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“Edgar Wright Saves the World” at the L.A. Film Festival

“Edgar Wright Saves the World” at the L.A. Film Festival (photo)

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“I hope you guys aren’t frustrated that it’s J.J. interviewing me and not me interviewing J.J.,” joked Edgar Wright, sitting across from J.J. Abrams at the Los Angeles Film Festival for a two-hour plus conversation about his career. “And that at the end, you won’t get to ask him questions like ‘When the fuck is ‘Star Trek 2’ is coming out?'”

“We’re here for you, Edgar,” replied Abrams, without missing a beat. “It’s an intervention.”

Funny thing is it was the people in the audience who were the addicts, eager to see what proved to be nine minutes of footage from Wright’s latest “Scott Pilgrim Vs. the World” and a thorough career retrospective for a director who is only 36. Wright’s already earned a legion of fans with his comedies, which include the TV show “Spaced,” “Shaun of the Dead” and “Hot Fuzz.”

Count Abrams among them, as the “Alias”/”Star Trek” mastermind barely referenced his own experiences in the industry, instead firing off one burning question after another to Wright with a boyish, geeky enthusiasm. (One of the highlights of the night was Abrams interrupting the answer to an unrelated question just to ask Wright which was his favorite scene in “Evil Dead 2.” Answer: The 20-minute sequence of Bruce Campbell alone.)

While there were plenty of amusing stories and insights during the evening, from Wright’s dismay at a wrap party for “Spaced” where his cameraman told him “I don’t think there’s a single bit of this I’d put on my showreel” to the elation of having George Romero love “Shaun of the Dead” — (“He watched it on his own with a bodyguard from Universal. I love the idea that George Romero would pirate the film himself. He’s quite entitled to have the residuals from it.”), what follows is a recreation of some of the best bits in Wright’s own words for those who couldn’t make it to the sold out discussion, including thoughts on “Scott Pilgrim Vs. the World.”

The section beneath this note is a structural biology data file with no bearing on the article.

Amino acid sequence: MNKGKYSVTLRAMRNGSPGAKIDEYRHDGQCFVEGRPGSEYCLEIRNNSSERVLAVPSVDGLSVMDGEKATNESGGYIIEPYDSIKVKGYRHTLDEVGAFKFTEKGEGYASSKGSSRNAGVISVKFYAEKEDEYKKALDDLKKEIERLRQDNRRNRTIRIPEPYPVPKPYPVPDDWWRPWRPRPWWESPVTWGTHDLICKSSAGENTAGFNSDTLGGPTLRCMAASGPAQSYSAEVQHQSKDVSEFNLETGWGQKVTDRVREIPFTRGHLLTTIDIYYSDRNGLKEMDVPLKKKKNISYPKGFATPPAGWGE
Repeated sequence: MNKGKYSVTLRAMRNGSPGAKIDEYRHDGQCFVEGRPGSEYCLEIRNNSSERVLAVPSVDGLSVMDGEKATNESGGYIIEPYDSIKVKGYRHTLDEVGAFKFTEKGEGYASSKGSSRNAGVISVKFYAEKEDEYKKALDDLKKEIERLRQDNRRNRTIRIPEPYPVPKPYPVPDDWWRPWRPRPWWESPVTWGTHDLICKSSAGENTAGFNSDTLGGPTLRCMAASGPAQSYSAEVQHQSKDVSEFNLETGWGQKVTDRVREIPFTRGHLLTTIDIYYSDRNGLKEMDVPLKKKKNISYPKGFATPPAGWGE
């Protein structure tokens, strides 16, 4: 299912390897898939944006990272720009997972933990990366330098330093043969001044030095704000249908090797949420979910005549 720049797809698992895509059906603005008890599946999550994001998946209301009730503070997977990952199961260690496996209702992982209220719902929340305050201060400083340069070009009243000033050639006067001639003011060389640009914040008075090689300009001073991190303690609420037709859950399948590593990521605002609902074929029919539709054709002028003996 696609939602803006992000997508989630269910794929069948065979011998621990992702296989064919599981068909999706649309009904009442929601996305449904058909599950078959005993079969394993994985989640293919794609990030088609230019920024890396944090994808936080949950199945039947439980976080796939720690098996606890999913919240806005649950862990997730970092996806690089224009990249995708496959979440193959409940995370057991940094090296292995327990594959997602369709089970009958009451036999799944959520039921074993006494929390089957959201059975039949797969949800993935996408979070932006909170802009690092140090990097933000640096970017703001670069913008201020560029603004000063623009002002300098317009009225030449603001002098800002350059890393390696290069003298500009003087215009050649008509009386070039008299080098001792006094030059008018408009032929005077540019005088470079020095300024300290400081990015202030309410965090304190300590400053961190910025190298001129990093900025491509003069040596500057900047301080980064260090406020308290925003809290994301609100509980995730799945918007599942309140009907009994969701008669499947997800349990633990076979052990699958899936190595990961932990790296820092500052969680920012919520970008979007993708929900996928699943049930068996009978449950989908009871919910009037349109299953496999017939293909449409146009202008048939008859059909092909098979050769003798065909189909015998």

“Dead Right” (1993)

Wright won a video camera on the British TV show “Comic Relief” when he was 16 and “made a superhero film, a western, a video version of the film I then made on 16mm (‘Fistful of Fingers’) and then this, the last one, which might look familiar if you’re a ‘Hot Fuzz’ fan,” since it was shot using many of the same locations in Wright’s hometown of Somerset. While the full clip Wright showed isn’t online, here’s a taste of his first foray into the world of hard-boiled cops and criminals and an anecdote about shooting a violent film in public.

Wright: That playground you could only get in from 6:30 to 9 before the kids turned up and then like 6:30 till 9 after the kids are gone. And it was not dissimilar to shooting ‘Hot Fuzz,’ where we didn’t really have all the streets locked down, so three 18-year-olds with guns and fake blood and knives weren’t really supposed to be in a children’s playground. (laughs) I remember one shot where the cop is standing there with blood all over him and a gun. This old man came up to him, not seeing me or the camera, and he said, “you can’t play with guns in a children’s park!” [Wright and his actor explained,] “No, we’re making a film. No, it’s not real. It’s fake blood, it’s a fake gun. This is a water pistol.” [They pleaded with the man, explaining to him that it’s fake, before the man snorted,] “Well, grow up then.” And stormed off.

06222010_FistfulofFingers.jpg“Fistful of Fingers” (1995)